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Biogeochemistry of Uranium in Tropical Environments

  • Juliana A. Galhardi
  • Daniel M. Bonotto
  • Carlos E. Eismann
  • Ygor Jacques A. B. Da Silva
Chapter
Part of the Radionuclides and Heavy Metals in the Environment book series (RHME)

Abstract

Uranium evaluation in areas affected by industrial, mining, and agricultural activities is important for the assessment of the human exposure to the natural radioactivity. Besides the occurrence of U isotopes in soils, rocks, and sediments being natural, anthropogenic activities contribute to increase this dose. Food and water ingestion is one of the main sources of U exposure to the population. Although the main U carrier is water, dust and atmospheric particulate matter also act as alternative routes to this radioelement dispersion. In soils, U mobility and its uptake by living organisms can be affected by physical and chemical properties of the mean. Until the present days, most of the studies examining the transference of U from soils, sediments, and natural waters to the biota took place in temperate and developed areas, where the use of the natural resources, climatic conditions, weathering processes, nutrient cycling, and metal uptake by living organisms differ significantly from those in tropical areas. In tropical areas, as soon as organic materials reach the soil surface, they are decomposed, with minimal accumulation of organic matter and a rapid recycling of nutrients and contaminants in vegetation. Mechanisms controlling the uptake of U by aquatic and terrestrial organisms in tropical regions deserve special attention considering that these areas are large producers of food worldwide. In this chapter, we consider the main environmental factors that control the U bioavailability in tropical aquatic and terrestrial ecosystems, providing useful information for risk assessment models.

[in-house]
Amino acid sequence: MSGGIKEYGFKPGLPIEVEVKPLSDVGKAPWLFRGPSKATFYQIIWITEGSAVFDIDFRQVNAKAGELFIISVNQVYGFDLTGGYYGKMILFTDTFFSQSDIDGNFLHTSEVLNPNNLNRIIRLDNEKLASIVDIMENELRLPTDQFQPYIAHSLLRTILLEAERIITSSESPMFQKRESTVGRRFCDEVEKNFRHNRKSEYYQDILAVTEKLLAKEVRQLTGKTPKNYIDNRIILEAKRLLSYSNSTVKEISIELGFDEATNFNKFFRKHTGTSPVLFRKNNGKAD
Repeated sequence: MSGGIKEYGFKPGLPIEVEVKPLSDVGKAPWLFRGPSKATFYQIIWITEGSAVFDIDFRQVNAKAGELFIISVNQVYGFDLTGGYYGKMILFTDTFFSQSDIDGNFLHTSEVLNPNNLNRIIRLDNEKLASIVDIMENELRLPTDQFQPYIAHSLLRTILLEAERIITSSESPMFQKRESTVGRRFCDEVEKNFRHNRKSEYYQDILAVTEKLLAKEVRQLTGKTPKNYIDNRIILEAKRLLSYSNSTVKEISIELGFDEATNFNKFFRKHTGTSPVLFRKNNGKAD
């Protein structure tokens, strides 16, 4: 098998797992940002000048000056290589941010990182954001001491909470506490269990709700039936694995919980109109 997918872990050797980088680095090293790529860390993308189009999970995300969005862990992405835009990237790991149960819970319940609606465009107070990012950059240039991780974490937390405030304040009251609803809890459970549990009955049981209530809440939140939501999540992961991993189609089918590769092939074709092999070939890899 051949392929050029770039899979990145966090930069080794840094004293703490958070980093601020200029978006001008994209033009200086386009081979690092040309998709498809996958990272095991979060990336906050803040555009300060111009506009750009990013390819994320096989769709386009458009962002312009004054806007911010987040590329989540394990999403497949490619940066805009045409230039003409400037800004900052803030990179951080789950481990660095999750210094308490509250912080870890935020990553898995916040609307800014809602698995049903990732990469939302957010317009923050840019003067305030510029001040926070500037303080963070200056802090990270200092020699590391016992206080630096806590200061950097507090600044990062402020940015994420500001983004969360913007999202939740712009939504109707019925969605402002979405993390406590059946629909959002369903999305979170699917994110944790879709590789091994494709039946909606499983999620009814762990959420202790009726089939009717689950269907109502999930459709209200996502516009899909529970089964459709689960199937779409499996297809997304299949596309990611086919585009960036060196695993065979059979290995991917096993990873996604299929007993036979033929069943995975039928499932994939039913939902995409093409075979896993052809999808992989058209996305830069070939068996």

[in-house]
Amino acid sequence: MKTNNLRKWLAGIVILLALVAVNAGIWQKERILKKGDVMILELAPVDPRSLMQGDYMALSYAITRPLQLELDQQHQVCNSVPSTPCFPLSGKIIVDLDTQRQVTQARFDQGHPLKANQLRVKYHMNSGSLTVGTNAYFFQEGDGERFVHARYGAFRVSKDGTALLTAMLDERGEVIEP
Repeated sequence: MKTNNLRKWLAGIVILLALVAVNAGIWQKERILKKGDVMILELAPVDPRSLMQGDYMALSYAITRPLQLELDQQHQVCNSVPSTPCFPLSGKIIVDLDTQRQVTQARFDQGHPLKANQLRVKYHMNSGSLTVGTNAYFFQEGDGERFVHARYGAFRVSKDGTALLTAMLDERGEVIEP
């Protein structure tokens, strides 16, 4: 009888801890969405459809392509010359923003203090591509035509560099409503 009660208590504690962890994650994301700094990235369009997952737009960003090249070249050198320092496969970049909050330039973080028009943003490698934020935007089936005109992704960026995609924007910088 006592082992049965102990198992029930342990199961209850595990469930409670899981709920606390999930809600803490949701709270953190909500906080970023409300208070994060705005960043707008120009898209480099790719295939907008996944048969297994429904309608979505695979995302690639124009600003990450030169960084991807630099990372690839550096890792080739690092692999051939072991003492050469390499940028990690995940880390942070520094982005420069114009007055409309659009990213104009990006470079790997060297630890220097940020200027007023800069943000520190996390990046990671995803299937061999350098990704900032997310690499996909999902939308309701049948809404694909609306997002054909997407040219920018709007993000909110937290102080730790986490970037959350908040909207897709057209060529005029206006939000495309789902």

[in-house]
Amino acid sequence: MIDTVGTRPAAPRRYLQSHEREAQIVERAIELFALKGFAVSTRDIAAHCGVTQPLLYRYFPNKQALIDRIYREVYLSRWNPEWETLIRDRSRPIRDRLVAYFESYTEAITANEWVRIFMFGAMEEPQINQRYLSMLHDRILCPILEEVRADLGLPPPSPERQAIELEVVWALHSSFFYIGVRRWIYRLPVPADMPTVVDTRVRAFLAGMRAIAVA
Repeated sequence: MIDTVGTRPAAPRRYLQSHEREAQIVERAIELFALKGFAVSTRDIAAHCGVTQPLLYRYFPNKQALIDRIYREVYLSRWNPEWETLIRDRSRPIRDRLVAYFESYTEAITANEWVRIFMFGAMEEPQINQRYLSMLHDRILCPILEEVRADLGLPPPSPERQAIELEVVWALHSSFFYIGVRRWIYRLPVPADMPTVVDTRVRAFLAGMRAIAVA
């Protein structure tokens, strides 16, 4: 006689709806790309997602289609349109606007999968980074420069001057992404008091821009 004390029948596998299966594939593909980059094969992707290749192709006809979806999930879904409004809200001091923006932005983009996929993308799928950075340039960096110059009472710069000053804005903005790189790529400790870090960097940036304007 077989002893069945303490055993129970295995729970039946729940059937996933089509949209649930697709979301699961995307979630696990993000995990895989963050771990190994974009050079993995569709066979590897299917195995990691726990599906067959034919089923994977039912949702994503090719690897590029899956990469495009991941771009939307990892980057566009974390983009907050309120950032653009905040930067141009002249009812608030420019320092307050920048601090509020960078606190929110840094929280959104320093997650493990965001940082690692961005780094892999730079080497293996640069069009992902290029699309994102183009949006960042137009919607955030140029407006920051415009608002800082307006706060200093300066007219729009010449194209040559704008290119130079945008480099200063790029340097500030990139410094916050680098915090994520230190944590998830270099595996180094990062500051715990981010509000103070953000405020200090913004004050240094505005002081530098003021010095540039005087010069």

Keywords

Uranium Biomonitoring Tropical areas Natural waters Tropical soils Natural radionuclides 

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© Springer Nature Switzerland AG 2020

Authors and Affiliations

  • Juliana A. Galhardi
    • 1
  • Daniel M. Bonotto
    • 2
  • Carlos E. Eismann
    • 3
  • Ygor Jacques A. B. Da Silva
    • 4
  1. 1.Department of ChemistryUniversity of MontrealMontréalCanada
  2. 2.Department of Petrology and Metalogy, Institute of Geosciences and Exact SciencesSão Paulo State UniversityRio ClaroBrazil
  3. 3.Center for Environmental StudiesSão Paulo State UniversityRio ClaroBrazil
  4. 4.Department of AgronomyFederal Rural University of PernambucoRecifeBrazil

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